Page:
(Bloomberg) -- Golub Capital has opened up a new front in the legal battle against Dyal Capital’s merger with Owl Rock, as opposition stiffens to the deal that would create a new investing heavyweight.

Golub, a $35 billion credit specialist, is asking a judge to block the transaction that would result in part-owner Dyal merging with an arch rival in the direct-lending market to form Blue Owl. The move pits Dyal in a second court battle just days after being sued by Sixth Street Partners, a $50 billion investment firm.

In both cases, Dyal is being attacked by firms where it holds a valuable ownership slice. The Neuberger Berman subsidiary bought a piece of Golub in 2018 for about $1 billion, according to people with knowledge of the matter.

“Golub’s complaint misrepresents their contract with Dyal specifically and the Blue Owl transaction generally, claims rights that do not exist, contains numerous misstatements of fact and is procedurally improper, among other issues,” David Wells, a spokesman for Dyal, said in a statement.

Dyal has flourished in the last decade buying up passive stakes in money managers. But it now finds itself at odds with some of those marquee investments as it tries to pull off a tangled transaction. Its merger and subsequent plan to go public through a blank-check company have run into roadblocks because of the entities involved.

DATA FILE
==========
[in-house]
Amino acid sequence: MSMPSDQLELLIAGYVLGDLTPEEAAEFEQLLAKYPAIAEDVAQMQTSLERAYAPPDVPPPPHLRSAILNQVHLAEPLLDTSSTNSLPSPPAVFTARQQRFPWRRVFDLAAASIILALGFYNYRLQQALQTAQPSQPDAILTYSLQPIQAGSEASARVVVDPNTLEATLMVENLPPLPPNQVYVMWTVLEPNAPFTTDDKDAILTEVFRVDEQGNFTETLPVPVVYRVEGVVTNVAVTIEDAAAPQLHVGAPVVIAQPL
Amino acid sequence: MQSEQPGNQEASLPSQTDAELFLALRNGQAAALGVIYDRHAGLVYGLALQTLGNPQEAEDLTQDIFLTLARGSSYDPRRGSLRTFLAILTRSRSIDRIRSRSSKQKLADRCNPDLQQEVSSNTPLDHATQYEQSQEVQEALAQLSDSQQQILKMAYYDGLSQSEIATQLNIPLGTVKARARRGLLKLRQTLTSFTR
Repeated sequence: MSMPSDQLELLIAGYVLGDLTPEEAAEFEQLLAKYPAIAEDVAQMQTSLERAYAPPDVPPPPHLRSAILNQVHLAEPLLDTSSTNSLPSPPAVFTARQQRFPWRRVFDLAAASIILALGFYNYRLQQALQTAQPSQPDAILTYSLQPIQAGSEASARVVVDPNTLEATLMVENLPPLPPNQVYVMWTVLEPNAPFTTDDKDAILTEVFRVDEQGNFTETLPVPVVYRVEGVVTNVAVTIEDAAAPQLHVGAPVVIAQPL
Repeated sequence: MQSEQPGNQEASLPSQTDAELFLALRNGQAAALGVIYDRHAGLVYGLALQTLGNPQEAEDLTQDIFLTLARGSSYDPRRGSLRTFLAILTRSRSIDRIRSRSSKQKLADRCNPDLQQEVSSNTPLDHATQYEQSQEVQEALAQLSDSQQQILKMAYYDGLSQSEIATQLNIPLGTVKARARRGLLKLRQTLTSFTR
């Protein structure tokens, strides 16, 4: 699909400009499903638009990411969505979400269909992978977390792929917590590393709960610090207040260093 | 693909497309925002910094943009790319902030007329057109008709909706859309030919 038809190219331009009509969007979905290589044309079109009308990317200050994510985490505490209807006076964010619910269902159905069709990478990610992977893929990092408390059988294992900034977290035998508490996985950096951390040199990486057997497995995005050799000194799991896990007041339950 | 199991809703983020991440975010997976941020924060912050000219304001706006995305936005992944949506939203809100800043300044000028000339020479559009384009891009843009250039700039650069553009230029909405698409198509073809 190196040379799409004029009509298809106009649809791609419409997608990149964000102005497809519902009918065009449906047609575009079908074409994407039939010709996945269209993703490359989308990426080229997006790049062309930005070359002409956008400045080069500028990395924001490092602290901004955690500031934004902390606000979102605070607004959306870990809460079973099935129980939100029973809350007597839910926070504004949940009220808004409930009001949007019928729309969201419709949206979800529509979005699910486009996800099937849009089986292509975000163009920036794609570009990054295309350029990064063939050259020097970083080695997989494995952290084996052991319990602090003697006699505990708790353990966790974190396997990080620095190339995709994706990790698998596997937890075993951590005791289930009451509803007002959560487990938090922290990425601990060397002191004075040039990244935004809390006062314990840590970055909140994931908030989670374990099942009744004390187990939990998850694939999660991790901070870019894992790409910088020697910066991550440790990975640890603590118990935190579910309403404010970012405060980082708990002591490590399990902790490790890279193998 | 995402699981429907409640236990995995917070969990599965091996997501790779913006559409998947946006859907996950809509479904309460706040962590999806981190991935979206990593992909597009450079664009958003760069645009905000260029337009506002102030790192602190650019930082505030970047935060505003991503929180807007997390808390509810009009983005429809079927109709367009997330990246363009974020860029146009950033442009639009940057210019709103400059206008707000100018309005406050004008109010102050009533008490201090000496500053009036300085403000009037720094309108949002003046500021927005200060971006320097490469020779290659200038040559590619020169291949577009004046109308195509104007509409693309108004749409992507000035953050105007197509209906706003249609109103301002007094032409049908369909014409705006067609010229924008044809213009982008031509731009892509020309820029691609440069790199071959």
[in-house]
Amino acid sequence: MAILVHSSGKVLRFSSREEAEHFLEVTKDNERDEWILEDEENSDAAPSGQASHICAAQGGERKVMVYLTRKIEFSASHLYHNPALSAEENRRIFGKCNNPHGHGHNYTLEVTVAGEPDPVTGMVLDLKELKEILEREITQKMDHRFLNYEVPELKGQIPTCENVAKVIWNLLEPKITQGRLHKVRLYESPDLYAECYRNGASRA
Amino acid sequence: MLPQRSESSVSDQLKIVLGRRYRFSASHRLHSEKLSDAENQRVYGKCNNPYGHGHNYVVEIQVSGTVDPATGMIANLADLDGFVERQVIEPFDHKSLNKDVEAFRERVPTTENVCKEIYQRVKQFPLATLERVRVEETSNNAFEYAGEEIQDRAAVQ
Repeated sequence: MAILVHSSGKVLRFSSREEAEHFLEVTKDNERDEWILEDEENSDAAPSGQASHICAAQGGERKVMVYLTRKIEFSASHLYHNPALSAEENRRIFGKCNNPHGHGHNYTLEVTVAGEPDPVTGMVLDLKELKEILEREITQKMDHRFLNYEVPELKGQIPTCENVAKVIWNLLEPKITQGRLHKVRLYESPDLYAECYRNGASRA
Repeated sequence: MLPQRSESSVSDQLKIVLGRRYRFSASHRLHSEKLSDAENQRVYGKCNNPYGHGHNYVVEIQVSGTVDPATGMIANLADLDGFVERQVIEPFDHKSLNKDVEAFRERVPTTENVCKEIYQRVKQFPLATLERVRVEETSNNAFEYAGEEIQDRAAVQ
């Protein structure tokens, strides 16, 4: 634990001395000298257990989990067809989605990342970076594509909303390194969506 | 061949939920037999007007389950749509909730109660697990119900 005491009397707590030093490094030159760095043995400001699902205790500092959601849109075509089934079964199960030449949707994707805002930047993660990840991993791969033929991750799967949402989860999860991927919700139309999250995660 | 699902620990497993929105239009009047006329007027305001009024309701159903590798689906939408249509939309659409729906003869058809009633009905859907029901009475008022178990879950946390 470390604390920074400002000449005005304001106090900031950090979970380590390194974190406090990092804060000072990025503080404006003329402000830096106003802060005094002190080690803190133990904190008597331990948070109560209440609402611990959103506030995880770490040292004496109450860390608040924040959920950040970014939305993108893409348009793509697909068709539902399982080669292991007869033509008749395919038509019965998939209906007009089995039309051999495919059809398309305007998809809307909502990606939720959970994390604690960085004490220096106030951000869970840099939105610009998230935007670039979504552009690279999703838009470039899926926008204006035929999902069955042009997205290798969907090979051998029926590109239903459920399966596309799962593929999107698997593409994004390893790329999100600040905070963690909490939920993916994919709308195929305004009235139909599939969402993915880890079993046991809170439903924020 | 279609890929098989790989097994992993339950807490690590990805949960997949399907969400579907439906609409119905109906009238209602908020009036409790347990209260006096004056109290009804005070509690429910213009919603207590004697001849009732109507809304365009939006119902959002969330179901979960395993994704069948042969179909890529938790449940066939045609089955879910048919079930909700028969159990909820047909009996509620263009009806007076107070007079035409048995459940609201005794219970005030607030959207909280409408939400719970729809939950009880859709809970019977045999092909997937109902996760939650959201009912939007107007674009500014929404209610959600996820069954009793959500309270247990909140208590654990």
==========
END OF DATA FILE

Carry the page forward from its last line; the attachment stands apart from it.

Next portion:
Resentment was stoked by a December announcement from Dyal and Owl Rock that sketched out their plan to combine with $45 billion in assets. The duo elected to simultaneously merge with a blank-check company backed by HPS Investment Partners to take it public.

HPS and Owl Rock not only compete with firms such as Golub and Sixth Street, but just like those firms, they’d also previously sold an ownership stake to Dyal.

Last week, Sixth Street asked a judge in the Delaware Chancery Court to put the combination on hold until she can determine whether a 2017 agreement gives it the power to kill the deal. Golub’s lawsuit also alleges improper disclosure of confidential information while Dyal was seeking to raise funds for a new vehicle last year.

The case is GCDM Holdings v. Dyal Capital Partners Mirror Aggregator (A), New York State Supreme Court (Manhattan).

(Updates with Dyal spokesman comments in fourth paragraph.)

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